Die Study should first clarify whether the number of cardiac arrests and emergency calls among 16- to 39-year-old Israelis is related to Covid infection and vaccination rates. One thing soon became clear to the scientists at Boston’s Massachusetts Institute of Technology (MIT) and the doctors at the Israeli Jaffa Hospital in Tel Aviv, who were working on it together: After the first and second vaccinations, the number of emergency calls for cardiac arrest increased people between the ages of 16 and 40 increased sharply – by a quarter (25 percent). They were able to determine this using a unique data set from the Israeli National Emergency Medical Services (EMS) from 2019 to 2021.
The study compared the cases of emergency calls for cardiac arrest among the target group in 2020, when no vaccine was developed, with the numbers from January to May 2021, when the second dose was already injected in Israel. In both periods, the number of new infections was about the same. However, in 2021, the number of cardiac arrest rescues was 25 percent higher.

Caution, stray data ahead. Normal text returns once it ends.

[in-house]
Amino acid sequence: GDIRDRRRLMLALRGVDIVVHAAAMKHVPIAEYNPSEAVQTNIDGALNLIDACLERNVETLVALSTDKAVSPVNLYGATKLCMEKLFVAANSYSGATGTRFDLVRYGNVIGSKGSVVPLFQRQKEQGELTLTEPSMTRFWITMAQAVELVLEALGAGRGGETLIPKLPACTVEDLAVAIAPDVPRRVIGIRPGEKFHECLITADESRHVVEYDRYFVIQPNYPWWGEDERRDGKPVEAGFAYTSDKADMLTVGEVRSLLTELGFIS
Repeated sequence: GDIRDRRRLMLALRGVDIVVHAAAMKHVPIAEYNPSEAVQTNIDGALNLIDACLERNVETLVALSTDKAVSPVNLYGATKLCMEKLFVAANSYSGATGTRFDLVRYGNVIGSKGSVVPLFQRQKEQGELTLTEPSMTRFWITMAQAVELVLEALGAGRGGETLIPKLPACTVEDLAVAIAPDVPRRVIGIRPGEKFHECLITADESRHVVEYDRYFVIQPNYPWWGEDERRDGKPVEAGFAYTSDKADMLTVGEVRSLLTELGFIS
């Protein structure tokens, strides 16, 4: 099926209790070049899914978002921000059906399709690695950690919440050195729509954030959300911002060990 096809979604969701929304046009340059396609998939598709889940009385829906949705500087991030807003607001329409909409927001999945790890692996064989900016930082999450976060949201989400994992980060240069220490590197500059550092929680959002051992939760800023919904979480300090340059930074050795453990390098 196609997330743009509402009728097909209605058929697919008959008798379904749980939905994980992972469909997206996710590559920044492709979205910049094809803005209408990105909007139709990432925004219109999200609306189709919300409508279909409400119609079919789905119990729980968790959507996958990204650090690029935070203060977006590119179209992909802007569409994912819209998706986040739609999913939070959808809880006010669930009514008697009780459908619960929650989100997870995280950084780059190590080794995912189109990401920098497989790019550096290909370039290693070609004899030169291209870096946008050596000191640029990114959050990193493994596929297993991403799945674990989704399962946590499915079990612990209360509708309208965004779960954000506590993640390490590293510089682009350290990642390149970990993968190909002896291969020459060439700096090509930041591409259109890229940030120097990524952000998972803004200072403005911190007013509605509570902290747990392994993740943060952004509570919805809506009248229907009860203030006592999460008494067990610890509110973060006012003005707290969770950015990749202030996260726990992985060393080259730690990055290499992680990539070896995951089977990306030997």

Even if the study emphasizes that the causal connection between the vaccination and the emergency calls has not been checked, the results are still worrying and need to be investigated further. “The results raise concern about undetected serious cardiovascular side effects from vaccines and underscore the well-established causal link between vaccines and myocarditis (inflammation of the heart muscle), a common cause of unexpected cardiac arrest in young people.” , judge the study authors.
In other words, the researchers do not rule out serious side effects in young people, including heart muscle inflammation and sudden cardiac arrest.